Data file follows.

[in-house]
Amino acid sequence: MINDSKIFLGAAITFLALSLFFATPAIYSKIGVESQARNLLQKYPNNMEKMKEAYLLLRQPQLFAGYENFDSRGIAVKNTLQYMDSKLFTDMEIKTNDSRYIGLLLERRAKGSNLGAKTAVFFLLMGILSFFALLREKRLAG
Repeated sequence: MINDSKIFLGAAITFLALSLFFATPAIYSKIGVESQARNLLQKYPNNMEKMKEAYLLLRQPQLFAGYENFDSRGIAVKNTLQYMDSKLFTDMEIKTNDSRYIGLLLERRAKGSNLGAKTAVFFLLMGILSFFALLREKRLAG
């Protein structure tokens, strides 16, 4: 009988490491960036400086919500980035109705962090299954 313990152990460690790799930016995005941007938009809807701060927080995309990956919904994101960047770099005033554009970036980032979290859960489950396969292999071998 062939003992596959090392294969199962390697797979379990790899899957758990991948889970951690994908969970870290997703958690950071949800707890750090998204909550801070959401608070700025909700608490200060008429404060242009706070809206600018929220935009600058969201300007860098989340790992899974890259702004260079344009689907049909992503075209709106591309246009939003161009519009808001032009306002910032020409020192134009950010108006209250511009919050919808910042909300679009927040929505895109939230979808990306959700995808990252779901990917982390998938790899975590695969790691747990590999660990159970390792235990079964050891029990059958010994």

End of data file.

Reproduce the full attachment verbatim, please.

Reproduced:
[in-house]
Amino acid sequence: MINDSKIFLGAAITFLALSLFFATPAIYSKIGVESQARNLLQKYPNNMEKMKEAYLLLRQPQLFAGYENFDSRGIAVKNTLQYMDSKLFTDMEIKTNDSRYIGLLLERRAKGSNLGAKTAVFFLLMGILSFFALLREKRLAG
Repeated sequence: MINDSKIFLGAAITFLALSLFFATPAIYSKIGVESQARNLLQKYPNNMEKMKEAYLLLRQPQLFAGYENFDSRGIAVKNTLQYMDSKLFTDMEIKTNDSRYIGLLLERRAKGSNLGAKTAVFFLLMGILSFFALLREKRLAG
């Protein structure tokens, strides 16, 4: 009988490491960036400086919500980035109705962090299954 313990152990460690790799930016995005941007938009809807701060927080995309990956919904994101960047770099005033554009970036980032979290859960489950396969292999071998 062939003992596959090392294969199962390697797979379990790899899957758990991948889970951690994908969970870290997703958690950071949800707890750090998204909550801070959401608070700025909700608490200060008429404060242009706070809206600018929220935009600058969201300007860098989340790992899974890259702004260079344009689907049909992503075209709106591309246009939003161009519009808001032009306002910032020409020192134009950010108006209250511009919050919808910042909300679009927040929505895109939230979808990306959700995808990252779901990917982390998938790899975590695969790691747990590999660990159970390792235990079964050891029990059958010994």